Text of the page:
A top MI6 agent has been murdered and was just about to uncover a double agent. Work as a team to find the clues and solve the puzzles as you help to identify who the rogue agent is. There is already another agent working on the case but he needs your help. Travel through different parts of berlin as you search through the clues to complete your mission
Can you solve the mysteries of time and return through the time lock in just 75 minutes? Succeed and history will remain unaltered, fail and the berlin wall does not fall and the cold war continues
Brighton has such a plethora of good rooms that it’s not surprising that it’s neighbour, Worthing, with only one room, often gets overlooked. We’d just completed a few games in Brighton and decided to walk to Worthing to check out Time Lock (*Pro Tip: don’t walk, it takes ages and is not as picturesque as you may think!).
We arrived at the venue and were warmly greeted by our two in character hosts, in fact they never actually left character. Andreas and Johan were from Germany and Austria, respectively, which explained why their accents were so different (not bad, just different).
We sat in their waiting room and were made to feel welcome as they offered us water and chatted to us about our day. A quick toilet break (visit the toilet as it is a spectacle in its own right) and with the health and safety out of the way, we were issued with some specialist equipment that would aid us in our mission. Andreas and Johan explained our mission in quite some detail and then wished us ‘good luck’ as we entered the time lock…
This was a 75 minute room and it certainly felt like there was enough in there to keep most teams occupied for the full time. With a mix of searching, observational, and logic puzzles there was a good range of challenges to really test your brain matter.
There was one puzzle which caused much frustration to Liz, and I was fully expecting her to start breaking things out of frustration; when we tackled it as a team we noticed some logic and suddenly we solved it in no time at all, and, despite Liz’s anger, this was actually my favourite puzzle in the room.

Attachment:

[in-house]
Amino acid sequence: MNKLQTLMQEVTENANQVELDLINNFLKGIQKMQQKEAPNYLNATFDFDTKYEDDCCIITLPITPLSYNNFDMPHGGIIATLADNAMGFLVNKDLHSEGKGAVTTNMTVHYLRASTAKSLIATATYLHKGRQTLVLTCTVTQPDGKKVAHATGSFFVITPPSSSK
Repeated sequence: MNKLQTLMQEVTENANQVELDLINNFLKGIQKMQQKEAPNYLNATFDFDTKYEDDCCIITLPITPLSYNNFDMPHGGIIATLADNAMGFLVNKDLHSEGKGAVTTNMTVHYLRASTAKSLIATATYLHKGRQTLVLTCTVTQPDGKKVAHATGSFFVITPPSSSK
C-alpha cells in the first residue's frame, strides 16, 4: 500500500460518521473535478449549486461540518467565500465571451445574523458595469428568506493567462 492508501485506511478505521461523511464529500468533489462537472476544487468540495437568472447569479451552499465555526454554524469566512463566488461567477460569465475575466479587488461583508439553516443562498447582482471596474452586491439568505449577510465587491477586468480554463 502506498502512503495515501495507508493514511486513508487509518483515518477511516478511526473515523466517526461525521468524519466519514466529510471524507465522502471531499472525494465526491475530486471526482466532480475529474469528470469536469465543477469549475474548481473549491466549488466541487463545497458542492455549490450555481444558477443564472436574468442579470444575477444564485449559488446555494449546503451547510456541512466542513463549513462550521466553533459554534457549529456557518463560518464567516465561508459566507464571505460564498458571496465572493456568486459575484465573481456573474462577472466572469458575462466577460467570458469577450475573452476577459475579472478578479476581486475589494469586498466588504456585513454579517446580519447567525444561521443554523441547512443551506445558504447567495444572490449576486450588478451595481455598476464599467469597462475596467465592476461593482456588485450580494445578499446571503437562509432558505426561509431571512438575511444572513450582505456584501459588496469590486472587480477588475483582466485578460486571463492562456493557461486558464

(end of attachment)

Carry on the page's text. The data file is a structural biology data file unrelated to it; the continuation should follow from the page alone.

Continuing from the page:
There’s a lot to get on with in Deutschland ‘89 but as it is set up in a non-linear fashion you can choose to work together or divide-and-conquer and even bigger teams should be kept busy, although it could get cramped in places.
Being set in Berlin it would be weird if everything was in English and it was nice to see that language became a puzzle in itself, but there was no outside knowledge required at all and everything you needed to know was in the room with you.
Ok, let’s ignore the fact that this room is set up in what was probably an old shop front so there are panoramic windows in the waiting area, this room is going for full blown immersion as soon as you enter the premises.
We enjoyed how you entered the time lock and then immediately had to solve a puzzle to get back into East Berlin rather than just going through a door. But what was most impressive was the journey this room took you on, for such a small space it’s impressive how much of the story they have fitted in. East Berlin, Checkpoint Charlie, West Berlin, it’s all there and this gave a real sense of progress.
Being picky there were a number of padlocks, which personally doesn’t bother me but for some they may find them a bit anachronistic or annoying. The ending was also a little flat and left us with some questions, but to talk about that would be a spoiler so let’s leave it at that.
For some reason Worthing attracts a lot of French students so Time Lock have actually made this room multi lingual and it can be completed in either English or French – impressive.
Andreas and Johan were in costume and in character as soon as we entered and those were the only people we spoke with before or after the game.
During the game our clues were delivered by our agent on the ground 006 ¾, not quite up to 007 level. Clues were delivered via walkie-talkie or the time-lock itself had a clue system built in which worked as a good secondary system. The time-lock also displayed how much time you had left in 1989 to complete the mission.
I’m not exactly sure how many clues we had, but there was definitely a few. Agent 006 ¾ chirped in one time with nudges when we had missed things and gave us timely clues when we requested them.
Everyone knows Brighton has good rooms, it’s nice to see that Worthing can hold its own too. This is a solid room with a great team behind it and it’s 100% worth trekking out from Brighton to do it, although perhaps don’t walk there.
I personally like interacting with the GMs and owners after the games but because they stayed in character it made it much trickier to do gigs. It’s obviously a choice they’ve made so they don’t break the immersion but I’d like to have chatted to the ‘real’ people.
Team: Two Players (escaped in 51 mins)
Address: 70 Church Walk, Worthing BN11 2ND